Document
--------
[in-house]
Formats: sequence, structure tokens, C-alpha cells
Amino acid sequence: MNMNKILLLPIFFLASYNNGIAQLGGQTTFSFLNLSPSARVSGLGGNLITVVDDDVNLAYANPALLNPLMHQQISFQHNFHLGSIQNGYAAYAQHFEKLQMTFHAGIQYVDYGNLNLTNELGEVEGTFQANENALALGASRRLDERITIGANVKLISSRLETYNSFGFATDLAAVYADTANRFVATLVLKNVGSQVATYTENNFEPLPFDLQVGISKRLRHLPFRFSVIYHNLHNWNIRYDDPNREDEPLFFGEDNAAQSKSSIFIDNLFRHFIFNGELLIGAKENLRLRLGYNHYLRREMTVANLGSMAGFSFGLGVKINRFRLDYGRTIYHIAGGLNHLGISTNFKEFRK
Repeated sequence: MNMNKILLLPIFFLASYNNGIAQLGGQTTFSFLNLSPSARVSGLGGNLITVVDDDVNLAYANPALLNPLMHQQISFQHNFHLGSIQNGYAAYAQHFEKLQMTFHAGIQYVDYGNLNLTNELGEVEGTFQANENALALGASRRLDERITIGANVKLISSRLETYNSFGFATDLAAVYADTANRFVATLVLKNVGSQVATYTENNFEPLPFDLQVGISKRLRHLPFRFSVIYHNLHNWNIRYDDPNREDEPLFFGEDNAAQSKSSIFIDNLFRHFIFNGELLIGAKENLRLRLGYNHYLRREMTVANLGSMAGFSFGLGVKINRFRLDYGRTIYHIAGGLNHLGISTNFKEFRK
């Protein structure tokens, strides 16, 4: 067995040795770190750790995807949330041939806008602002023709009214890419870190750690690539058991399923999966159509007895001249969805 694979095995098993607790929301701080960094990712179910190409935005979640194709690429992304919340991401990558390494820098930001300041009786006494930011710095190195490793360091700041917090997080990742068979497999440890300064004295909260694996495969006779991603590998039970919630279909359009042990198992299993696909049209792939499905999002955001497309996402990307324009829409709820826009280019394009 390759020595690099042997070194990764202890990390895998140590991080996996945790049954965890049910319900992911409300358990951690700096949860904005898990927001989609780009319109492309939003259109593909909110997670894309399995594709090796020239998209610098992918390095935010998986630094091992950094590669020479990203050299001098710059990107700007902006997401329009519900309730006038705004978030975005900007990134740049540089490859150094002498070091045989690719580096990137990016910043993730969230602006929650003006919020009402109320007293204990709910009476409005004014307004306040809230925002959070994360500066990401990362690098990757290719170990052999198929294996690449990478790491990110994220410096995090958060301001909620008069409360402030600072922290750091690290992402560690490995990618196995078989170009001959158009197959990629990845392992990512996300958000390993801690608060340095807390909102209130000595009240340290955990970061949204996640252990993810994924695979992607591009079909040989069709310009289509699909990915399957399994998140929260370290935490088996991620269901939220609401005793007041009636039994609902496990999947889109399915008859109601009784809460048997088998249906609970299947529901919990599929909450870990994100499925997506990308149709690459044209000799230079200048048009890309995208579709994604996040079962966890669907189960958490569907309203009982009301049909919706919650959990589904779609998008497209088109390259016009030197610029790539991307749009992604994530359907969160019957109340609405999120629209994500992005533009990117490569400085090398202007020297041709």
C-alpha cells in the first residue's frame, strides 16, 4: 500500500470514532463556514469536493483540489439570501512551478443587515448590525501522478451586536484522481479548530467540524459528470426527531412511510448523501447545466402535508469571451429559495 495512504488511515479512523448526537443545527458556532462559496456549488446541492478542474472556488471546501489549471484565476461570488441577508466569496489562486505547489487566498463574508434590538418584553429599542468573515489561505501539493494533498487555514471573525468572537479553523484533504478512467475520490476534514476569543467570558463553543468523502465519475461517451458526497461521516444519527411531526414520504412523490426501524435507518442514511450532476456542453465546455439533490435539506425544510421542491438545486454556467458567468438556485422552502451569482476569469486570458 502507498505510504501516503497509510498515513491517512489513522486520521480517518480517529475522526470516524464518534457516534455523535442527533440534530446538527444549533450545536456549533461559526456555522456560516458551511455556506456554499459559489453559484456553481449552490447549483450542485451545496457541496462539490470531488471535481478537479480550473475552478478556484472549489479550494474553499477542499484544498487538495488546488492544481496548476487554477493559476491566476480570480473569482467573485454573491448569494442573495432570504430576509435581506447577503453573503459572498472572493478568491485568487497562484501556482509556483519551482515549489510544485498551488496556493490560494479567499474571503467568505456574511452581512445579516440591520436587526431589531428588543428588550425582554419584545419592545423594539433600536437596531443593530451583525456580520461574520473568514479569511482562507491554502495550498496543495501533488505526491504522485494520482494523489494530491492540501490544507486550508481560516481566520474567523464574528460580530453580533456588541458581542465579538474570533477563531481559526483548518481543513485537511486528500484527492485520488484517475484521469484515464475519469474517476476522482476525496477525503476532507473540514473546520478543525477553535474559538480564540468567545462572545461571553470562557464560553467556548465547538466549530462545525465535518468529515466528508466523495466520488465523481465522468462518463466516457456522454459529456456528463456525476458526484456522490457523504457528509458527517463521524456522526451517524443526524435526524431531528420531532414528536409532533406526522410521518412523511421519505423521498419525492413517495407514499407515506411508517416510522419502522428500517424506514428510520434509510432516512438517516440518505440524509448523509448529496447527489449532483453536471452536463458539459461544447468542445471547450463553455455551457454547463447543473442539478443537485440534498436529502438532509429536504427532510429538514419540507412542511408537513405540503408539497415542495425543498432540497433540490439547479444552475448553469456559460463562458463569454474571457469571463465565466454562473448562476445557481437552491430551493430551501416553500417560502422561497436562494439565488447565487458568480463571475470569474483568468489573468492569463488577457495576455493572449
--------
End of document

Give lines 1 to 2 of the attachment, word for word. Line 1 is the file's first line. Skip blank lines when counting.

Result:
[in-house]
Formats: sequence, structure tokens, C-alpha cells